The bowl is pregnant with delight.
Or, as another minor poet thus describes the 'materials:'
Whilst I sat pensive in my elbow chair,
Four nymphs appeared, 0 how divinely fair!
Unda came first, in water colours gay;
Brandysia next, as bright as Phoebus' ray.
In a straw gown, then came Limonia keen,
And Saccharissa sweet, was near her seen;
They, to divert my melancholy strain,
Me, all at once agreed to entertain;
And, to relieve my grief oppressed soul,
To mix their different quotas in a bowl.
First Unda added to the bowl her share,
Water, as crystal clear, her hand as fair:
Brandysia, next her spirit did impart,
To give a warmth and fillip to the heart;
Nor did Limonia make the drink too keen,
For Saccharissa sweetly stepp'd between.
Whilst fairest Unda pours the limpid stream,
And brisk Brandysia warms the vital frame;
Whilst Saccharissa and Limonia meet
To form that grateful contrast, famed sour sweet,
And all together make the bowl complete;
I'll drink; no longer anxious of my fate,
Nor envy the poor rich, nor little great.
During the whole of the last century, punch ruled with sovereign sway. Besides its peculiar attractions, it had. a kind of political prestige, as being the favourite beverage of the dominant Whig party; the Tories, at first, regarding it with prejudicial eyes as a foreign interloper coming in about the same time as an alien usurper. The statesmen, generals, and admirals of King William, whether Dutch or English, revelled in 'punch.' The wits and essayists of Anne's Augustan age praised it as the choicest of liquors need we speak of Johnson, Reynolds, Garrick, Fox, Sheridan, as punch drinkers!
The punch bowl was an indispensable vessel in every house above the humblest class. And there were many kindly recollections connected with it, it being very frequently given as a present. No young married couple ever thought of buying a punch bowl; it was always presented to them by a near relative. And the complete change in the feelings of society, as respects drinking usages, is prominently shewn by the fact, that a punch bowl was in the last century considered to be a very suitable present from a merchant or banker to a trusty clerk or book keeper, or from a ship owner to a sea captain. Bowls were made and painted with inscriptions and devices for testimonial purposes; the first successful whaling voyage from Liverpool is commemorated by a punch bowl, given by the merchants to the fortunate captain. This bowl, on which the ship is depicted in full sail, is now in the collection of Mr. Joseph Mayer, the eminent archaeologist.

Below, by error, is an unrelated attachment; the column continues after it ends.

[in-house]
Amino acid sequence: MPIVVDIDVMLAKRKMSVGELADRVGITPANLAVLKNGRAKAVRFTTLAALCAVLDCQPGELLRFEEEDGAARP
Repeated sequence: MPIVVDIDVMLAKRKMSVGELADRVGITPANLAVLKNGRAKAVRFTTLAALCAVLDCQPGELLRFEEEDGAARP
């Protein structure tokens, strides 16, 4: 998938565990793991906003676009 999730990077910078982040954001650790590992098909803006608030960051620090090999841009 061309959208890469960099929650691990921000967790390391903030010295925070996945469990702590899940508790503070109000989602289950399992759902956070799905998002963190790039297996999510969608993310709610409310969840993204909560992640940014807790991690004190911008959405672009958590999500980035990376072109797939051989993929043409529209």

There is no error in saying, that the punch bowl was frequently one of the most cherished of household effects. In dissenters' families, from its being used as a baptismal font, it acquired a kind of semi sacred character; and the head of a household naturally felt a solemn, benignant pride in dispensing hospitality from the vessel in which his father, himself, and his children had been christened. Nor did the high churchman less esteem the bowl. Punch, as the clergy admitted, was a thoroughly orthodox liquor; for though excess in wine was reprobated by the Scriptures, there was not, from the first chapter of Genesis to the last in Revelation, one word said against punch!
Songs, innumerable, proclaimed the virtues of punch, and extolled it as a panacea for all diseases. Dr. Short, a physician of great ability and repute, writing in 1750, says that 'punch is an admirable liquor the best liquor in the world the universe cannot afford a better liquor for students.' But doctors differ, and Dr. Cheyne, with much better judgment, asserted that there was not one salutary ingredient in it, except the water. Alluding to its Indian origin, he termed it a 'heathenish liquor,' and stigmatised it as being 'nearest arsenic, in its deleterious and poisonous qualities: It was, no doubt, the unhealthy qualities of punch, the horrible headaches it inflicted, that drove it completely out of use. Besides, it was a terror to tidy housewives; 'the nastiest, sloppiest sluster,' as an old lady once told the writer, ever placed on a dining room table. For a continual filling of glasses from flowing bowls, with continually increasing unsteadiness of hands, soon made a swimming table and a drenched carpet. Punch stains, too, were in some materials ineradicable in black cloth particularly so, leaving small holes, as if the cloth had been burned by a strong acid.